“Many people subscribe to the conventional wisdom that there are two types of people: creative people and everyone else. Others view creativity as a universal trait; for them, it’s practically impossible to get through a day without making creative choices. The TG 2009 Annual Training Conference offered a variation of this debate with a thought-provoking “Creativity Workshop.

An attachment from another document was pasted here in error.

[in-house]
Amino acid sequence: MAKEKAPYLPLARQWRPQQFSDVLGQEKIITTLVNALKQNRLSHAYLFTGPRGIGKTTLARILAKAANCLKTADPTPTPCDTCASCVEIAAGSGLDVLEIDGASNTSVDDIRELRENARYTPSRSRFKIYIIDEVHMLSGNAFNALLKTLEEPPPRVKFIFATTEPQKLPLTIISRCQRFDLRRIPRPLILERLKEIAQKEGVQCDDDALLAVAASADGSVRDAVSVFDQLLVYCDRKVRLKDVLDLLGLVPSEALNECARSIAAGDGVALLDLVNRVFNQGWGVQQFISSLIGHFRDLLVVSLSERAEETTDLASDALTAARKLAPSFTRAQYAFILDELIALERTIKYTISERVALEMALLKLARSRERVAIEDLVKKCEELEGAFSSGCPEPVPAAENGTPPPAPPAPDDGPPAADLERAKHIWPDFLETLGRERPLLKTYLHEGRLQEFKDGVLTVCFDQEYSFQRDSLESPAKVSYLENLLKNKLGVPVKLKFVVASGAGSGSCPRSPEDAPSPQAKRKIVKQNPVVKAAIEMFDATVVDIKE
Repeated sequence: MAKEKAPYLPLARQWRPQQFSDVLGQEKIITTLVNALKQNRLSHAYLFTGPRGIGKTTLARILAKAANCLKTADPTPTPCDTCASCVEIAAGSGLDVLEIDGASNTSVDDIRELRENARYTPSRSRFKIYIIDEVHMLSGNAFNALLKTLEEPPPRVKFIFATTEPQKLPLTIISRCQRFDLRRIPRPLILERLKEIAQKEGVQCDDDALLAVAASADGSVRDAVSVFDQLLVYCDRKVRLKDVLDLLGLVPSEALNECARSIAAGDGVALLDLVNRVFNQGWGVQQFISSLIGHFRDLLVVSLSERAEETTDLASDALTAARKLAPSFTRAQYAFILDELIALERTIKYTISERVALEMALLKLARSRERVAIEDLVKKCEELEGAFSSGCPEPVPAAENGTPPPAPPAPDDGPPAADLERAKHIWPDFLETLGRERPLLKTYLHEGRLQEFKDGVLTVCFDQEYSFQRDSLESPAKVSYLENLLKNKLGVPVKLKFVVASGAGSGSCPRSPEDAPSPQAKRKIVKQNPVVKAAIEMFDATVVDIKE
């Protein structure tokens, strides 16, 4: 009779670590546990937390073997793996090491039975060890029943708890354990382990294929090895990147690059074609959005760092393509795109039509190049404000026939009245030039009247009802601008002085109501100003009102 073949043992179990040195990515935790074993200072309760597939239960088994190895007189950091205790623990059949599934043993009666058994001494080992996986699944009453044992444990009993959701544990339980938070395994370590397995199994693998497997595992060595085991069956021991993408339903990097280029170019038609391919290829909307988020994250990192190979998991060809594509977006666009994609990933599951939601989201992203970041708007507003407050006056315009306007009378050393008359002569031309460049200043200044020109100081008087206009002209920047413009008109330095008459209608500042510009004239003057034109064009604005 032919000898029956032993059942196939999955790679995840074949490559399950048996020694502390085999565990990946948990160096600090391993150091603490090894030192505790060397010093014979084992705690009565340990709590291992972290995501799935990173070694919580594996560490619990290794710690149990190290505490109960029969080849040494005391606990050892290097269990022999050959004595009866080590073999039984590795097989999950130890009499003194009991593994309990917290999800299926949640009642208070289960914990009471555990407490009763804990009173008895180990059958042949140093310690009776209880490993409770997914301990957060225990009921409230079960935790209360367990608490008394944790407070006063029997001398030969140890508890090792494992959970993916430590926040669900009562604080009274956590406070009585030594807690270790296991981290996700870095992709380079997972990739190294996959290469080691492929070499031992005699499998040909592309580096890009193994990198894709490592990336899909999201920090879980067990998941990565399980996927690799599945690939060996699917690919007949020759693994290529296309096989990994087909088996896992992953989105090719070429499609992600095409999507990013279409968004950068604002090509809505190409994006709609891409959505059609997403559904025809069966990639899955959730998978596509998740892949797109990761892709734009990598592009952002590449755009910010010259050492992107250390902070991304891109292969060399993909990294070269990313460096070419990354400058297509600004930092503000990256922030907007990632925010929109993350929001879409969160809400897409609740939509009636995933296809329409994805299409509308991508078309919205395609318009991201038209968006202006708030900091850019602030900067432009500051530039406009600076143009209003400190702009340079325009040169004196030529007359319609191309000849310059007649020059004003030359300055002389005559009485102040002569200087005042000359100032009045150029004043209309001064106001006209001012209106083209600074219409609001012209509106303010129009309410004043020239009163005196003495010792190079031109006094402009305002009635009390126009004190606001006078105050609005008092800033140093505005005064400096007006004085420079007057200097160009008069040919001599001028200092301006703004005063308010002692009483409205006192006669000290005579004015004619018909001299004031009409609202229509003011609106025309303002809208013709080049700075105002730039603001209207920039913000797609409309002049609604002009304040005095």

Using various real-life examples, including artist Joan Míro and author Herman Melville, Fogel illustrated the unique nature of human thought — humans are considered to be the only creatures who think in metaphor — and how failing can be a critical component of success. Berc discussed the unique ability of humans to empathize with others, or “put ourselves in another creature’s shoes.” In the financial aid office, this important skill can be key for providing creative responses to problems and designing customer service approaches that work.